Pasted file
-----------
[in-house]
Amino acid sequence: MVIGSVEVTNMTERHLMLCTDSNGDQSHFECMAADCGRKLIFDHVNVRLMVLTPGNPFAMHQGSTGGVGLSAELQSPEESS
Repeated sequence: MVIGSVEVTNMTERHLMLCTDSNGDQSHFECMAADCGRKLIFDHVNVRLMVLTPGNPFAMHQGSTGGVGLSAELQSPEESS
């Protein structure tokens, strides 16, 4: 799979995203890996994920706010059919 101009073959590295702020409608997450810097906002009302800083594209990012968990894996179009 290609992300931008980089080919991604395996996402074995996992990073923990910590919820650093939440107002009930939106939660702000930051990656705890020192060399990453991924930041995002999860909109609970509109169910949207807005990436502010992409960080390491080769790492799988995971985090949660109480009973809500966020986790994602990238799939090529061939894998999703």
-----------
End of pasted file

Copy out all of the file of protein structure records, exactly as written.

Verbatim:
[in-house]
Amino acid sequence: MVIGSVEVTNMTERHLMLCTDSNGDQSHFECMAADCGRKLIFDHVNVRLMVLTPGNPFAMHQGSTGGVGLSAELQSPEESS
Repeated sequence: MVIGSVEVTNMTERHLMLCTDSNGDQSHFECMAADCGRKLIFDHVNVRLMVLTPGNPFAMHQGSTGGVGLSAELQSPEESS
């Protein structure tokens, strides 16, 4: 799979995203890996994920706010059919 101009073959590295702020409608997450810097906002009302800083594209990012968990894996179009 290609992300931008980089080919991604395996996402074995996992990073923990910590919820650093939440107002009930939106939660702000930051990656705890020192060399990453991924930041995002999860909109609970509109169910949207807005990436502010992409960080390491080769790492799988995971985090949660109480009973809500966020986790994602990238799939090529061939894998999703």